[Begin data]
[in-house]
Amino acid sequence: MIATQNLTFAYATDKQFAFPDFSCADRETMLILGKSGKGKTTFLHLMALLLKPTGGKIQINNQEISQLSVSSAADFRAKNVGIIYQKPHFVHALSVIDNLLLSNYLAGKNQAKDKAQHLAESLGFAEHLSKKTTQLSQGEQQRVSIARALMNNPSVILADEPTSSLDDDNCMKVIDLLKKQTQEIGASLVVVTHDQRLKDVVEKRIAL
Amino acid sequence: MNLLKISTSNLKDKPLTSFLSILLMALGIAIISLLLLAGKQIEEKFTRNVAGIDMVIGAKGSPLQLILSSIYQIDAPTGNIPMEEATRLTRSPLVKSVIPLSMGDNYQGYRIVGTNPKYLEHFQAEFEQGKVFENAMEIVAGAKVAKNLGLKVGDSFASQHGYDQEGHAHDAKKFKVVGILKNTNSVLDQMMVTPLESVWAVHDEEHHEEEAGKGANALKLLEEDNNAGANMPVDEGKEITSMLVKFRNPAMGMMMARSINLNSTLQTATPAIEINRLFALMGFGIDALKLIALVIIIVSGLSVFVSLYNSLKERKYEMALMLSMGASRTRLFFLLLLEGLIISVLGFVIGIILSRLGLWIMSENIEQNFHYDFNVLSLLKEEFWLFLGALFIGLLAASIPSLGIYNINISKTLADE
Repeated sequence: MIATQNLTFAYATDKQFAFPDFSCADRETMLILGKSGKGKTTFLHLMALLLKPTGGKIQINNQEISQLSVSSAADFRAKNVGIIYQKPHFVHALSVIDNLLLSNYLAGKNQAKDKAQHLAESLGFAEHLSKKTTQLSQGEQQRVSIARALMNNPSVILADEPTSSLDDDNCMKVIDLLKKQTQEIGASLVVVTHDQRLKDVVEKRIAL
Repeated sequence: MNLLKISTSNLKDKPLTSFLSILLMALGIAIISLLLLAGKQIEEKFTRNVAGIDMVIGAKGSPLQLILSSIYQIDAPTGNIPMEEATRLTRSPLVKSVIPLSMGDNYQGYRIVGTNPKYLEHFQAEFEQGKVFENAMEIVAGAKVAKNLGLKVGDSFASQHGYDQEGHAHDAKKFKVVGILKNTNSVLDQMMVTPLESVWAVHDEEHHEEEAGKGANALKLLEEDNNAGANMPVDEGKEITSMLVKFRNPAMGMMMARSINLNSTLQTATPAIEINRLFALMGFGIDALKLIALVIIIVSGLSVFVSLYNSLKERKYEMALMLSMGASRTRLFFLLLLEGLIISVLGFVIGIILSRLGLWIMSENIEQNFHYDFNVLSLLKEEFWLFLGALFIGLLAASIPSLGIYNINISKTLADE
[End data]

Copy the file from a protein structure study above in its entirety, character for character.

[in-house]
Amino acid sequence: MIATQNLTFAYATDKQFAFPDFSCADRETMLILGKSGKGKTTFLHLMALLLKPTGGKIQINNQEISQLSVSSAADFRAKNVGIIYQKPHFVHALSVIDNLLLSNYLAGKNQAKDKAQHLAESLGFAEHLSKKTTQLSQGEQQRVSIARALMNNPSVILADEPTSSLDDDNCMKVIDLLKKQTQEIGASLVVVTHDQRLKDVVEKRIAL
Amino acid sequence: MNLLKISTSNLKDKPLTSFLSILLMALGIAIISLLLLAGKQIEEKFTRNVAGIDMVIGAKGSPLQLILSSIYQIDAPTGNIPMEEATRLTRSPLVKSVIPLSMGDNYQGYRIVGTNPKYLEHFQAEFEQGKVFENAMEIVAGAKVAKNLGLKVGDSFASQHGYDQEGHAHDAKKFKVVGILKNTNSVLDQMMVTPLESVWAVHDEEHHEEEAGKGANALKLLEEDNNAGANMPVDEGKEITSMLVKFRNPAMGMMMARSINLNSTLQTATPAIEINRLFALMGFGIDALKLIALVIIIVSGLSVFVSLYNSLKERKYEMALMLSMGASRTRLFFLLLLEGLIISVLGFVIGIILSRLGLWIMSENIEQNFHYDFNVLSLLKEEFWLFLGALFIGLLAASIPSLGIYNINISKTLADE
Repeated sequence: MIATQNLTFAYATDKQFAFPDFSCADRETMLILGKSGKGKTTFLHLMALLLKPTGGKIQINNQEISQLSVSSAADFRAKNVGIIYQKPHFVHALSVIDNLLLSNYLAGKNQAKDKAQHLAESLGFAEHLSKKTTQLSQGEQQRVSIARALMNNPSVILADEPTSSLDDDNCMKVIDLLKKQTQEIGASLVVVTHDQRLKDVVEKRIAL
Repeated sequence: MNLLKISTSNLKDKPLTSFLSILLMALGIAIISLLLLAGKQIEEKFTRNVAGIDMVIGAKGSPLQLILSSIYQIDAPTGNIPMEEATRLTRSPLVKSVIPLSMGDNYQGYRIVGTNPKYLEHFQAEFEQGKVFENAMEIVAGAKVAKNLGLKVGDSFASQHGYDQEGHAHDAKKFKVVGILKNTNSVLDQMMVTPLESVWAVHDEEHHEEEAGKGANALKLLEEDNNAGANMPVDEGKEITSMLVKFRNPAMGMMMARSINLNSTLQTATPAIEINRLFALMGFGIDALKLIALVIIIVSGLSVFVSLYNSLKERKYEMALMLSMGASRTRLFFLLLLEGLIISVLGFVIGIILSRLGLWIMSENIEQNFHYDFNVLSLLKEEFWLFLGALFIGLLAASIPSLGIYNINISKTLADE